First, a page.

Mindful Response Method©
Navigating stress and regulating your nervous system can be difficult at times. However, this practice provides a practical and approachable path toward being present with what is actually happening, determining what is actually important to you, and breaking down what could be overwhelming responses into manageable steps. This is not a new psychological theory, nor is it rocket science, it's simply a new way to organize what works in a way each of us can more easily and consistently practice, without shame, criticism, or perfection as pillars for change.
*The Mindful Response Method© was created and developed by Patrick Bryant, LCSW.
Interrupt automatic reactions and processes with as little as a 3 second pause. Here, we simply press pause on ruminating thoughts, building stories (from past experiences, predictions of the future, and elevated arousal in nervous system). This first step is crucial in allowing space for the next three, as it sets us up for resetting the nervous system.
Ask yourself, "What is ACTUALLY happening right now? Identify the facts. These facts may include factual occurrences in your environment, what is factually being said by another person, your physiological cues, emotions, etc.
Thoughts are NOT facts. How are you feeling toward what is happening? What are your feelings attached to? Are they attached to present moment facts, or perhaps a story? Feelings are informative, but they don't necessarily define you, other people, what is happening, nor what you need to do.
What do you need in this moment, based on what is actually happening? How can you get your needs met? Do you need something from yourself, or do you need help from others? Parts of you may have something to say about asking for help, but remember, those are just parts, not your complete SELF.
Remember to include yourself as a priority. This is not the same as being selfish or egocentric. Think of instructions on a commercial flight; placing the mask on yourself before helping others better insures your ability to help rather than becoming a additional burden. Consider how much you have in your tank. Do you have capacity or energy to take this on? At what cost?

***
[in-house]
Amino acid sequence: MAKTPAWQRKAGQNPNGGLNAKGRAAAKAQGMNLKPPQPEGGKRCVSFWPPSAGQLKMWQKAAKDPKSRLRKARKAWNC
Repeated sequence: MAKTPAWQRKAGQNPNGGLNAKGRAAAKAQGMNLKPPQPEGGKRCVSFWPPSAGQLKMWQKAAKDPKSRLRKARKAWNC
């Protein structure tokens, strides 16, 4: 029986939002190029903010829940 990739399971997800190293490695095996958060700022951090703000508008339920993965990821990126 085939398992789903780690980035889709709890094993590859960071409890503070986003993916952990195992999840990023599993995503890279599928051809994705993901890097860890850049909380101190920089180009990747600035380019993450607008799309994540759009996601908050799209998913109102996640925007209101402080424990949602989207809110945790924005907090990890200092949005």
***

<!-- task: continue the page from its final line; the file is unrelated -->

What is truly important to you? Again, this question is not from a place of selfishness, but a place of better understanding your values, morals, agreements. Do you actually need to take on more, please this person, or avoid in order to get your needs met and/or be authentically you?
Consider that reorganizing your priorities can be situational; it doesn't have to be permanent. Shifting something or someone to or from a top priority may actually allow you to better attend or attune to your needs, and thereby better equip you to navigate or manage what you need (or what others need) later.
Now, just start. Planning can be helpful, but it can also leave us stuck on the outside of an experience. You've already planned when organizing your priorities. Trust your plan, and allow for a rhythm (moving with and through what is happening, rather than being stuck by rigidity). Even a GPS is useless if it doesn't meet you where you are. You may have a destination, but your present objective is the first next step.
Engage with self-compassion and realistic expectations. Perfection is NOT one of the 4 Ps. Patience, however, can be considered one of the silent but crucial Ps; patience with self and with others. Understanding what we can and cannot control allows us to shift focus, empower ourselves, and give grace when we don't always get it just "right."